(Source: Deseret News; By: Tiffany Gee Lewis)
Editor’s Note: The fear of offending has often been cited by Church leaders as a reason members hesitate to invite a friend to hear the missionaries or come to church. In today’s political climate, this fear may be exasperated. This article is a great read, and brings up many good points. What do you think about some of today’s ‘political correctness’ issues? Are we getting so afraid of offending that we hesitate to be member missionaries, or even hesitate to teach correct doctrine?
The era of offense seems to have reached a fevered pitch.
Perhaps you’ve felt it, too — that sense that you can’t say anything without offending someone: old people, young people, people of faith, people without faith, minorities, women, men, Northerners, left-handers, non-athletes, people who drive Subarus or wear white after Labor Day.
You get the idea.
It seems the entire country is on alert, looking to be offended at every turn.
Political correctness was the buzzword of the ’90s and early 2000s. But this more recent trend goes beyond political correctness into what a recent article in The Atlantic — “The Coddling of the American Mind,” by Greg Lukianoff and Jonathan Haidt — calls “microaggressions.”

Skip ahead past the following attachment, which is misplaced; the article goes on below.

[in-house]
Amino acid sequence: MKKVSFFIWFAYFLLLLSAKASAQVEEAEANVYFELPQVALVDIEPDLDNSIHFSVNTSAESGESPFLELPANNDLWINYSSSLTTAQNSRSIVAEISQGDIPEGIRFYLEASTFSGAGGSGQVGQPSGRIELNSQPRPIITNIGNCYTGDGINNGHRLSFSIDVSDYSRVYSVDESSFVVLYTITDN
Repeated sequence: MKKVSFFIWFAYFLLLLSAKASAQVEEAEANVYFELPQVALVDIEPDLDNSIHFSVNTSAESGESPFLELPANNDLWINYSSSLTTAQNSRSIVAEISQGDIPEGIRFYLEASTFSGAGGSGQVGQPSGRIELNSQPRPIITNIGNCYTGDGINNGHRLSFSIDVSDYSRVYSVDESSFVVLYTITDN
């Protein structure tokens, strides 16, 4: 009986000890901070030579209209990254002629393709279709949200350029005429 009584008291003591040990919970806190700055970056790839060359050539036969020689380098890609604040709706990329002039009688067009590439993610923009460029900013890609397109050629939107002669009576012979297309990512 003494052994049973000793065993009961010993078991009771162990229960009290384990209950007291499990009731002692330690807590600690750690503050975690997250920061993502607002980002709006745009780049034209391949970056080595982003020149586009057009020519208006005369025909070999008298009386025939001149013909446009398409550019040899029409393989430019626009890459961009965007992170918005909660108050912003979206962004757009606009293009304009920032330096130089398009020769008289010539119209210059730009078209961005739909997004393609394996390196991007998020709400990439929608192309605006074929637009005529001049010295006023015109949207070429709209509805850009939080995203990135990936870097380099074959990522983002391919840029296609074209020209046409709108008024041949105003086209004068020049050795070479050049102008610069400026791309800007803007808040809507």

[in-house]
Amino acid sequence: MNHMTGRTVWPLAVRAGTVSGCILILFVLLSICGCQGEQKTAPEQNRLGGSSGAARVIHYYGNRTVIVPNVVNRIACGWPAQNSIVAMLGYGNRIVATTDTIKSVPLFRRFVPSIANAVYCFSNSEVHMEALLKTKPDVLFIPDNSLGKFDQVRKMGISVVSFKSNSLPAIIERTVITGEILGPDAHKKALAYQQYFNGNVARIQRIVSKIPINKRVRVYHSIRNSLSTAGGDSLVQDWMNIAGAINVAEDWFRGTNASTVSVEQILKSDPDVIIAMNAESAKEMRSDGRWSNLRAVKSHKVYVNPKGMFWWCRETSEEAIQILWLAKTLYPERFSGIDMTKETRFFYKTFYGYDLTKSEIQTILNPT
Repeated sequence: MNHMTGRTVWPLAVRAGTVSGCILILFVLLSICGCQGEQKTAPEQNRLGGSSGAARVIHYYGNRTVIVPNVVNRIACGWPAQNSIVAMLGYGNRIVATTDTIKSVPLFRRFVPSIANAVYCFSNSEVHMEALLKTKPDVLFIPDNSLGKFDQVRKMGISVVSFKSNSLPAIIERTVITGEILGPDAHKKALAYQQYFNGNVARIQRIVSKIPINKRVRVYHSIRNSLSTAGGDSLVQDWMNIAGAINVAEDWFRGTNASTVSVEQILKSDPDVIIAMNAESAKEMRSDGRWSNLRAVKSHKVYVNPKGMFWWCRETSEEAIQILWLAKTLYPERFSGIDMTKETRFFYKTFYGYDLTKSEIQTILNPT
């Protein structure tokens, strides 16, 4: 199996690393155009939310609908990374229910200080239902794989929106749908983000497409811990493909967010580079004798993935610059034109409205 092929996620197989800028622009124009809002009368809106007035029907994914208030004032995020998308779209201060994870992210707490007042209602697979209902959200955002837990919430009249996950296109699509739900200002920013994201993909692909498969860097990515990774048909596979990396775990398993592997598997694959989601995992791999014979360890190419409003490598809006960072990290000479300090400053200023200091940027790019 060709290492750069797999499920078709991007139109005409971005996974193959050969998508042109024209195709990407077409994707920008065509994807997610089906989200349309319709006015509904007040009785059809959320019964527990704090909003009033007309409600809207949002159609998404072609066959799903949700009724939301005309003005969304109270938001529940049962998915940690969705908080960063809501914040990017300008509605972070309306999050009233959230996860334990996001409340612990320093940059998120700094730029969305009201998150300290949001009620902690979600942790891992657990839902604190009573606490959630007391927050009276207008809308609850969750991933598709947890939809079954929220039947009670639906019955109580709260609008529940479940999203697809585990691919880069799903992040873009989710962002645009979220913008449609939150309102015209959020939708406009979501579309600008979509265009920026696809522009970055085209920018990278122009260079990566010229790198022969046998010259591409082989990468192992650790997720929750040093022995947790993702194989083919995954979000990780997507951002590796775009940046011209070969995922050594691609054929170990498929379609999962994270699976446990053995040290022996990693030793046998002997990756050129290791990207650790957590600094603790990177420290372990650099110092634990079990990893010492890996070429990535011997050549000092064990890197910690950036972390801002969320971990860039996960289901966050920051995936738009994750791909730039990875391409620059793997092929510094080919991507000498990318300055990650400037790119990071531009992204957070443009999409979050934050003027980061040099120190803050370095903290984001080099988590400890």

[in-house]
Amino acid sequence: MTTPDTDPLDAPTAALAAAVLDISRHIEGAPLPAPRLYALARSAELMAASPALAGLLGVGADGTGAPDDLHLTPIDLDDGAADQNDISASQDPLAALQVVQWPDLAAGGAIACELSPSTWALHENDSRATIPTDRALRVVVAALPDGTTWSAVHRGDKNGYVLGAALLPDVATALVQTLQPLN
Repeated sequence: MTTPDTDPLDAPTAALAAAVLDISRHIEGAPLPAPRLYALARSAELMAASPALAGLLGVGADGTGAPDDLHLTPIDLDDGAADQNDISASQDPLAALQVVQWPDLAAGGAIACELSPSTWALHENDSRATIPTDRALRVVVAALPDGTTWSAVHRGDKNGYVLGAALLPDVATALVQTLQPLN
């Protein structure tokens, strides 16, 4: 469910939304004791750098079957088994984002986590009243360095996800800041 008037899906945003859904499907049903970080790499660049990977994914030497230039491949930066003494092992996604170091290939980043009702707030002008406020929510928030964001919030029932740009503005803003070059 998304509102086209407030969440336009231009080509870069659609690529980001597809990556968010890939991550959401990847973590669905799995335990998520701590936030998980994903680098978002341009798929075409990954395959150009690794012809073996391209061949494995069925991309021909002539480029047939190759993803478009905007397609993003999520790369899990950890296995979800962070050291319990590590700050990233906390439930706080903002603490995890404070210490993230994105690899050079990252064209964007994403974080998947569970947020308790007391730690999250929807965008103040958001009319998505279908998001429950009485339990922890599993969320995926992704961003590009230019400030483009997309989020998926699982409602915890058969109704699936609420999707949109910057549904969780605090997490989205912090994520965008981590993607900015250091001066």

The term microaggressions grew out of the 1970s to mean unconscious racial affronts. Recently, the term has ballooned to encompass any seeming offense, and nowhere is it being felt more than on college campuses.
Traditionally places of free speech and liberal ideals, universities have become coddled spaces where nothing shocking or outside the norm can be said or discussed. This summer, a professor, writing under a fake name to protect his identity, wrote an article titled, “I’m a liberal professor, and my liberal students terrify me.”
Professors have been called out for assigning “threatening” literature to their students in everything from F. Scott Fitzgerald’s “The Great Gatsby” to Chinua Achebe’s “Things Fall Apart.” Students are demanding that professors issue “trigger warnings” on content that might offend or cause trauma. And they are turning against other students who, often inadvertently, say or do anything that might be considered offensive.
As Lukianoff and Haidt write, “Attempting to shield students from words, ideas and people that might cause them emotional discomfort are bad for the students … (and) they are bad for American democracy, which is already paralyzed by worsening partisanship. When the ideas, values and speech of the other side are seen not just as wrong but as willfully aggressive toward innocent victims, it is hard to imagine the kind of mutual respect, negotiation and compromise that are needed to make politics a positive-sum game.”